How To Visit Seodaemun Prison In Seoul, South Korea



Visitors taking a picture in front of a very large Korean flag inside Seodaemun Prison

The Seodaemun Prison History Hall is an interesting museum located in western Seoul within Independence Park. This prison has a dark history and it showcases Japanese cruelty over Korea which occurred during the occupation from 1910-1945 with numerous exhibits, audio and video footage.

In this guide, we’re going to show you everything you need to know about visiting Seodaemun Prison including tips for your trip and how to make the most of your time.

Our Seoul Experience

Woman reading an informational brochure for the Seodaemun Prison in Seoul
Kristen reading a pamphlet while exploring the prison in Seoul

We spent 14 days exploring Seoul in March 2023 and during our trip, we personally visited Seodaemun Prison. While this prison might not be at the top of everyone’s Seoul Bucket list, there is so much to see and learn within this unique museum.

It’s very easy to visit the prison because you can use an informational brochure to follow a general walking route around the complex. The majority of the information is displayed in Korean, but we thought there was enough English translation to make it worth visiting. Read more about us.

What Is Seodaemun Prison?

Large brick buildings with Inwangsan Peak in the distance
Large brick buildings and prison blocks are the first thing you see as you walk into the grounds

Opened in 1908 by Japanese imperialists, Seodaemun Prison was originally known as Gyeongseong Prison. It was built to imprison independence activists until the liberation of Korea in 1956. Sadly, the facility was initially used as a place of punishment for anti-Japanese activists who spoke out during the Japanese colonial period.

After Korea’s liberation from Japan, it became the Seoul Detention Center to jail activists who tried to fight against Korea’s military rulers and dictators. In 1987, the Seoul Detention Center was eventually moved to Uiwang, Gyeonggi-do Province.

At the time, no one knew what to do with the empty grounds, but descendants of the activists opposed the demolition of the complex. So it was reopened on November 5th in 1998 as Seodaemun Prison History Hall to educate visitors about Korea’s turbulent past.

Seodaemun Prison Tickets

Two tickets for the Seodaemun Prison in front of the Administration building
Our two admission tickets

If you plan to visit, Seodaemun Prison History Hall is located on the western side of Seoul. The best subway station for visiting is Dongnimmun Station along Line 3 and then take exit 5 for the most direct route.

It’s open every day of the week except Monday from 9:30am to 18:00 March to October and 9:30am to 17:00 November to February. You can visit the official website here to verify information before visiting.

Admission tickets for the Seodaemun Prison cost:

  • 3,000 KRW (US$ 2.26) for adults ages 19-64
  • 1,500 KRW (US$ 1.13) for teenagers ages 13-18
  • 1,000 KRW (US$ 0.75) for youths ages 7-12

Group tickets are also available for 20 or more visitors. We purchased our tickets onsite, but you can book education programs and exhibition commentary on the official website here.

If you don’t sign up for a program, the only way to visit the prison is with a self guided tour. You’ll see the administration building, interrogation rooms, prisoner playground and execution building.

Travel Tip: The last admission to the prison is 30 minutes before closing.

What To See At Seodaemun Prison

When you visit the prison, you’ll be given an informational brochure to tour the entire complex with a suggested route displayed by arrows on the ground or nearby buildings. There are four main sections including the exhibition hall, prison exhibition, outdoor exhibition and independent activists exhibit.

We loved that visitors can freely walk throughout the grounds because you can go at your own pace depending on what interests you. Here’s what you should look for during your visit:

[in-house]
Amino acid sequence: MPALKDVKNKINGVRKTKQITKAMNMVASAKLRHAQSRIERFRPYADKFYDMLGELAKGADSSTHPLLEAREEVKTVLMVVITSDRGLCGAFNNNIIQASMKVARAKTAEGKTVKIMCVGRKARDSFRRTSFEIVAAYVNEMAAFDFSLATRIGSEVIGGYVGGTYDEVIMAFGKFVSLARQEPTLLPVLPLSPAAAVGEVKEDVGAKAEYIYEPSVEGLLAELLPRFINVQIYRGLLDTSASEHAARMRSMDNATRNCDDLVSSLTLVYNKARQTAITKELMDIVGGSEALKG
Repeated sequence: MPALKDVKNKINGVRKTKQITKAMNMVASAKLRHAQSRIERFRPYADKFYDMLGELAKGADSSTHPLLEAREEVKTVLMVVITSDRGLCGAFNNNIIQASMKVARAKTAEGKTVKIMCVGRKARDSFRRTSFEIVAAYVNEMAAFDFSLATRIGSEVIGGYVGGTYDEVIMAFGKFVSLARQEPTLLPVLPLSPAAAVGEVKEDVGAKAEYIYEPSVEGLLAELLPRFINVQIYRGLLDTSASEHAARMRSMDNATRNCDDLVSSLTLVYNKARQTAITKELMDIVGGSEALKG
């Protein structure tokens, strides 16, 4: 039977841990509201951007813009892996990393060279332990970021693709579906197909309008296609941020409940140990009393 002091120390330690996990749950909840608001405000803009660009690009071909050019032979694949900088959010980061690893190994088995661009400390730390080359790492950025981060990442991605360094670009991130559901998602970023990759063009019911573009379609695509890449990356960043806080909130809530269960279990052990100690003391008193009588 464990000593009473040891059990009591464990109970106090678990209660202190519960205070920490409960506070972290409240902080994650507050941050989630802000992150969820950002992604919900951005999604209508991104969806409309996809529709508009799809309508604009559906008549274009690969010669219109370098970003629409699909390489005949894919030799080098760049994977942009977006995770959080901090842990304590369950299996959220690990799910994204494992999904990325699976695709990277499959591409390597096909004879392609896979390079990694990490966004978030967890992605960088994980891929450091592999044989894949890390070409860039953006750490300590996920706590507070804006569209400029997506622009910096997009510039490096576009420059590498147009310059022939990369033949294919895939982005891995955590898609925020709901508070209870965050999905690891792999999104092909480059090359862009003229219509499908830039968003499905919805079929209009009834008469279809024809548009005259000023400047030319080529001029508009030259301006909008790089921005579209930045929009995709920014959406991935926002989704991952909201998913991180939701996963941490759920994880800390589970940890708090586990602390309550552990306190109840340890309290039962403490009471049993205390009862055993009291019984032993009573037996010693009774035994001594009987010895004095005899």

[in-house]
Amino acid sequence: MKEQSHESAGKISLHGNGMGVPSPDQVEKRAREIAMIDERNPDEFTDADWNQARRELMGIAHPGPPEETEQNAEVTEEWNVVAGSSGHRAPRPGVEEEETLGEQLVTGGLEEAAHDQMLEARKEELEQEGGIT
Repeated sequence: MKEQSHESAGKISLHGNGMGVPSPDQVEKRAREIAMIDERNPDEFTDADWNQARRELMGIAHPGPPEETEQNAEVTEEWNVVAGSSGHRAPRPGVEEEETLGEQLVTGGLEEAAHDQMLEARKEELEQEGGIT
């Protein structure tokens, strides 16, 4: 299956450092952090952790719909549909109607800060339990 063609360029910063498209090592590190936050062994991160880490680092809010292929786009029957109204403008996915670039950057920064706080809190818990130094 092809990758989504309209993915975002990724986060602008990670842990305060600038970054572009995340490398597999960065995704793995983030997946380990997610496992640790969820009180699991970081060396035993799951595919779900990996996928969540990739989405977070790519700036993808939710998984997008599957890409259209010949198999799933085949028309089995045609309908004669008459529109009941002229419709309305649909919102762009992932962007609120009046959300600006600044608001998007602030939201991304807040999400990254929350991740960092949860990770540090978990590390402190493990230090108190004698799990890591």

1. Administration And Security Office

Woman reading a sign about the history of a prison in Seoul
Kristen reading the exhibits inside the old Administration Building

The first building you’ll encounter is the Administration and Security Office. Built in 1923, this is the main building of the complex featuring two floors and a basement. The Administration Building is the best place to start your tour.

Originally used as an office, the first floor is now home to the Prison History Room. It showcases information about the judicial system and the expansions of prisons in Korea. We also loved the documentary video located within this section.

After going through the first floor, you should visit the second floor next. This space was used as a meeting room and director’s office. Today, the second floor exhibits various National Resistance Rooms. You’ll see house relics and prisoner cards from the independant activists as well as models of the execution room and morgue.

However, the basement in this building is the hardest area to visit because it’s primary purpose was to apprehend suspects. You’ll see both the investigation and interrogation rooms. We found it very difficult to read the testimonials of torture.


2. Central Prison Buildings

Large cell block with many cells for prisoners in Seoul
Cell block view of the central prison buildings

After making your way through the Administration Building, you’ll continue on to the prison blocks. This is where you can see the actual jail cells that once housed prisoners. Here you can read exhibits about the prison life including organizational structure, monitoring tools and daily routines of inmates.

While most of the stories were heartbreaking, we liked being able to read stories about the individual prisoners because we learned about the challenges they faced on a daily basis.

Travel Tip: A panopticon was built to connect prison buildings 11 and 12 which allow the guards to oversee both buildings at the same time.

3. Labor Building

Seodaemun Prison exhibits inside one of the main buildings with Korean and some English translation
Example of an exhibit you can expect to see inside

Built in 1923, this is one of the factory buildings used for forced labor which often consisted of woodworking and manufacturing clothes. Inside the building, you can watch actual footage of prisoners being made to manufacture goods. Additional exhibits also display records and relics illustrating the forced labor inmates faced.